2 or 3 telescopes in the J, H and K bands with 3 spectral resolution modes. It uses single-mode fibers to ensure modal filtering and high measurement accuracies. AMBER has been integrated and tested in Grenoble during 2003. We report in this paper the lab performances of the instrument in terms of instrumental contrast, measurement accuracy and stability, and throughput.
Young Stellar Objects (YSOs) play a central role in the understanding
of stellar and planet formation, and progress in spatial resolution and sensitivity of long infrared interferometers made such instruments particularly well suited to probe the inner part of the disk where essential physical processes and interactions are believed to take place. The first astrophysical results obtained on
young stars arising from this technique are already giving a handful of informations about the structure of the extended component. However, model-fitting methods used to reduce the data prevent from definitive and unambiguous interpretations. Interferometric observations of Herbig Ae/Be stars is one of the most striking example. Whereas first results seemed to be in good agreement with accretion disk model, latest observations tend to favor the presence of a uniform ring with a inner radius set by dust sublimation temperature. Direct imaging of close environments around YSOs with infrared (IR) interferometers will allow to disentangle between current suggested models and to improve one step further the scenarios of stellar formation. Within this framework, we anticipate observations of YSOs with the VLTI and we investigate the potential of AMBER to recover images. Modelling their circumstellar environment, we simulate realistic observations of Herbig Ae/Be and TTauri stars. By using reconstruction technique specially dedicated
to infrared interferometry and to sparse ($u,v$) data coverage,
we analyze the quality of the recovered images, and we emphasize the critical points to take into account in the image reconstruction process. We conclude that it requires at least three nights of observations to perform imaging of YSOs with AMBER on the VLTI.
The science objectives of VITRUV is to investigate the morphology of compact astrophysical objects in optical wavelengths like the environment of AGN, star forming regions, stellar surfaces. This instrument will take full advantage of the VLTI site with 4 very large telescopes and 4 auxiliary telescopes. The instrument concept is to built aperture synthesis images like the millimeter-wave radiointerferometer of the IRAM Plateau de Bure. VITRUV coupled to the VLTI will have similar and even better resolution than ALMA. The astrophysical specifications although not yet finalized will be a temporal resolution of the order of 1 day, spectral resolution from 100 to 30,000, image dynamic from 100 to 1,000, a field of view of 1 arcsec for an initial wavlength coverage from 1 to 2.5 microns that could be extended from 0.5 to 5 microns. The technology that is contemplated at this stage is integrated optics.
We present here the general formalism and data processing steps used in the data reduction pipeline of the AMBER instrument. AMBER is a three-telescope interferometric beam combiner in J, H and K bands installed at ESO's Very Large Telescope Interferometer. The fringes obtained on the 3 pairs of telescopes are spatially coded and spectrally dispersed. These are monitored on a 512x512 infrared camera at frame rates up to 100 frames per second, and this paper presents the algorithm used to retrieve the complex coherent visibility of the science target and the subsequent squared visibility, differential phase and phase closure on the 3 bases and in the 3 spectral bands available in AMBER.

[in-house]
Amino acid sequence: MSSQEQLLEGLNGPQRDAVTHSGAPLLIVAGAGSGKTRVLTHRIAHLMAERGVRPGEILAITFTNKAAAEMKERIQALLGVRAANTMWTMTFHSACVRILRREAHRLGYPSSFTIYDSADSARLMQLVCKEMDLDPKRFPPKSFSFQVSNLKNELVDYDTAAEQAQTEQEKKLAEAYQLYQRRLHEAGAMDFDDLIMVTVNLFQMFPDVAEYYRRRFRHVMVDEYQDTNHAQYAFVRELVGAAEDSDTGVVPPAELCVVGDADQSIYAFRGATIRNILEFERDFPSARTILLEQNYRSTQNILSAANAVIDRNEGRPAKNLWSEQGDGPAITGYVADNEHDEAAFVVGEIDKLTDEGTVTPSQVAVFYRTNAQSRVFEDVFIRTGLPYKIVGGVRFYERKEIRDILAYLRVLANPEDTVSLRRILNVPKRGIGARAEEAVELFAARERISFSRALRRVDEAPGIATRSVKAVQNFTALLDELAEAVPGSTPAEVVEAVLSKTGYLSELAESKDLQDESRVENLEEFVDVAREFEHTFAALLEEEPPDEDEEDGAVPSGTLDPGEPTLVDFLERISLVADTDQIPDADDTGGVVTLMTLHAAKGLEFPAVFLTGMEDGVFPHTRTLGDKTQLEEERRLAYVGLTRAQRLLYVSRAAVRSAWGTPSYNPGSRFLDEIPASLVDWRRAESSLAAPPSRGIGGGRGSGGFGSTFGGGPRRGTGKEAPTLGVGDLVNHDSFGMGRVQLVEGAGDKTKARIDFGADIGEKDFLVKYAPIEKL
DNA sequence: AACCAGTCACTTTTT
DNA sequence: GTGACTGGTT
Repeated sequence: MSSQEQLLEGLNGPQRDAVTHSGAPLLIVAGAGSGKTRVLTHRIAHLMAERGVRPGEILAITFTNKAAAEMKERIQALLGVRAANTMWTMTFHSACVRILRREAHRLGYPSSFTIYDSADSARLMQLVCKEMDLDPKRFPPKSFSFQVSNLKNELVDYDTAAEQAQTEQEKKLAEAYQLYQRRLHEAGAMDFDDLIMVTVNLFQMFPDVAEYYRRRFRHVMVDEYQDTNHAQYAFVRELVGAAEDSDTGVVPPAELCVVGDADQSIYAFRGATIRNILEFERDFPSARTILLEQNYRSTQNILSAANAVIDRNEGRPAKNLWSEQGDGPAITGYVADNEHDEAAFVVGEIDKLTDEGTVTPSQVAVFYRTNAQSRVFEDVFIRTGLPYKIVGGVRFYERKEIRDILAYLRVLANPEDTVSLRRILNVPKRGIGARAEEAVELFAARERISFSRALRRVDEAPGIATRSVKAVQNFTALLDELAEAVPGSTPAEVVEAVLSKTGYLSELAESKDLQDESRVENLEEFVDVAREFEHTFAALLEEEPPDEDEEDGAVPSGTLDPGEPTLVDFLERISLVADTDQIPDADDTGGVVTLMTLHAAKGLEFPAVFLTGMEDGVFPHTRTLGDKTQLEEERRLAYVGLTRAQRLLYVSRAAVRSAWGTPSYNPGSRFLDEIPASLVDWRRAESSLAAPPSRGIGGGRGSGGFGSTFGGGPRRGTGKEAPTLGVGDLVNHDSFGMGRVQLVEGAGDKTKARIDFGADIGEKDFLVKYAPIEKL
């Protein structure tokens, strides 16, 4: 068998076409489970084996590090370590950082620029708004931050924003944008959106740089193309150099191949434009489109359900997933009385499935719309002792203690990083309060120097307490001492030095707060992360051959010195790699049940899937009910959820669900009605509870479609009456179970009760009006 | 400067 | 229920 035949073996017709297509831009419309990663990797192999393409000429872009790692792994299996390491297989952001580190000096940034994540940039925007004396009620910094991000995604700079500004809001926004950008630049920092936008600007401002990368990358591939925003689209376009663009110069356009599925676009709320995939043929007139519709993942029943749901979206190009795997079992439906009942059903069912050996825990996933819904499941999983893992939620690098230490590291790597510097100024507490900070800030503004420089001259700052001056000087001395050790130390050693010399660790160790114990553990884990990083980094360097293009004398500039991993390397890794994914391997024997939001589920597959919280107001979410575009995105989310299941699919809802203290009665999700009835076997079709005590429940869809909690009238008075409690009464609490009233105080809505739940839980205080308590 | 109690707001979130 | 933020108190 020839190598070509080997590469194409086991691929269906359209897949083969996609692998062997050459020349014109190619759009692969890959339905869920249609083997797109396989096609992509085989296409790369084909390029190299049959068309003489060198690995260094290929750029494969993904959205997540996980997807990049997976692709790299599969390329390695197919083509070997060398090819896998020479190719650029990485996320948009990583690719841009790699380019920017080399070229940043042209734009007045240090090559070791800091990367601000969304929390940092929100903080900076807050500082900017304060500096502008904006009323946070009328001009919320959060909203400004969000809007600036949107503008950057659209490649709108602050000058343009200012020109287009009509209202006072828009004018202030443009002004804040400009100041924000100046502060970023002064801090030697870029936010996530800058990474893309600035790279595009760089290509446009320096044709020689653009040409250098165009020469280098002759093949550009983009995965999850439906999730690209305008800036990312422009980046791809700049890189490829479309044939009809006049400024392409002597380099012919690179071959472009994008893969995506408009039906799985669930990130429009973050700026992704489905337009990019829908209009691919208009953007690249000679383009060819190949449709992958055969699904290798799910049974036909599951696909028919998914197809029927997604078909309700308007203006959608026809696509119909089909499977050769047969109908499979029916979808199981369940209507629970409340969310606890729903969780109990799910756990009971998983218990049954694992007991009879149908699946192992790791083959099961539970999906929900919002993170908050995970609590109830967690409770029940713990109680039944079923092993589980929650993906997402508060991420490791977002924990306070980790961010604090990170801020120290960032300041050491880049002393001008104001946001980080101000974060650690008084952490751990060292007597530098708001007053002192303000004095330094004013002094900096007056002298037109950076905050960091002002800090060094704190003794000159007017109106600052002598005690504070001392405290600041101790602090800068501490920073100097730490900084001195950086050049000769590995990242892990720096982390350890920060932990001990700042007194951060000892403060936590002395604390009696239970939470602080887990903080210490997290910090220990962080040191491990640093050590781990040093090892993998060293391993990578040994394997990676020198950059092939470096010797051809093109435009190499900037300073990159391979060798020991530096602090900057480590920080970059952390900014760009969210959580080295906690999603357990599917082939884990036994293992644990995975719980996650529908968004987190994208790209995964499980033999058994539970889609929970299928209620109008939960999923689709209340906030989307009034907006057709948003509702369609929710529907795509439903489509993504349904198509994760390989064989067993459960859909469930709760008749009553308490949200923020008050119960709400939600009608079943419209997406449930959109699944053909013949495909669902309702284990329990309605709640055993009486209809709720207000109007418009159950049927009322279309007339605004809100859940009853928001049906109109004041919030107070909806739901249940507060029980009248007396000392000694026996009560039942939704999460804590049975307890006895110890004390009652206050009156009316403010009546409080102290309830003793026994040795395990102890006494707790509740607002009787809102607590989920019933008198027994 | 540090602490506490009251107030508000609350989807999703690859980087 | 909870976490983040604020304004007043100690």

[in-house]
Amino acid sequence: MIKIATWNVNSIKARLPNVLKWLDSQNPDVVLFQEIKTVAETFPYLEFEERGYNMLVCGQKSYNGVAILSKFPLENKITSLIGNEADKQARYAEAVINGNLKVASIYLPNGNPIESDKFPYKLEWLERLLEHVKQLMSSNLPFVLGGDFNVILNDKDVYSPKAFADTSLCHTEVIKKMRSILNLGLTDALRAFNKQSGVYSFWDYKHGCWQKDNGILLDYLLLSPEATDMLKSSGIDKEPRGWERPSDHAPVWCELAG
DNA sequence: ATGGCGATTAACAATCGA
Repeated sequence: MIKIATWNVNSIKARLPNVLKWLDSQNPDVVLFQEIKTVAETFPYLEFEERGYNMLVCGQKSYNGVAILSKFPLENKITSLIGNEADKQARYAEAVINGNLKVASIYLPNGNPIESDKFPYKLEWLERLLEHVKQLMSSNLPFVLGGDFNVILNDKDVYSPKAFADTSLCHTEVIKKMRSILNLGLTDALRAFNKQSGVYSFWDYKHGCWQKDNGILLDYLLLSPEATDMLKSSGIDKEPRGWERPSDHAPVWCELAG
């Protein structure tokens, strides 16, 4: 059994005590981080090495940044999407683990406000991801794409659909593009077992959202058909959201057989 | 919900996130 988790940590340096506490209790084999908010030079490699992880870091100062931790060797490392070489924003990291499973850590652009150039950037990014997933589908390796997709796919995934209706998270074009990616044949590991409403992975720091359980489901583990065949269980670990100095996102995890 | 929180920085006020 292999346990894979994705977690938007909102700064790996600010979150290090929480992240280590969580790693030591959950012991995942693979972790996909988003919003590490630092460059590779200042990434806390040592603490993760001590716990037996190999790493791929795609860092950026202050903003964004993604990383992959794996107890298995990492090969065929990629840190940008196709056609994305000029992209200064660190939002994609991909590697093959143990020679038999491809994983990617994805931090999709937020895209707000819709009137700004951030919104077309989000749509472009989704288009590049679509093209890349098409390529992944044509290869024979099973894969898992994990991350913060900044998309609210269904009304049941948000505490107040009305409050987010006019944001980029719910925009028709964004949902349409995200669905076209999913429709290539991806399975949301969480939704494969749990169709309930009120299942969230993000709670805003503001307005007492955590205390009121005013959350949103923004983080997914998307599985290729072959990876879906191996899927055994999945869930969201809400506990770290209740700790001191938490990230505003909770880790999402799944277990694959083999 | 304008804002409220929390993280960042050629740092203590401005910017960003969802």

We report here the first visibility and closure-phase measurements done with the IONIC instrument at the IOTA interferometer. The IONIC
instrument is presented and preliminary analysis of the results
discussed. Future improvements of IONIC are envisioned.
Up until now and with the first generation of the next optical interferometers, only a few telescopes, such as 3 or 4, are enabled for gathering the starlight. In such a case, short night-time observational runs will only provide small number of measured baselines. The lack of spatial frequencies mapped in the uv plane thus prevents from a reconstruction of the studied object. It therefore implies to define an a-priori model and to constraint its parameters from the available measurements. We propose here to fit the model parameters from a least square minimization-type approach. We develop a general formalism that can be applied to the three common interferometric observables. These observables are the square visibility, the closure phase and the differential phase. We also pay attention on the formal analysis of the error on the estimated observables and on the resulting error on the model parameters. This approach allows us to run realistic pre-observational simulations, to estimate the performances of the telescope/recombiner instrument, and to sense the feasibility of the intended observation. We finally apply this theoretical study to the recombiner AMBER on the VLTI when pointing at a single star.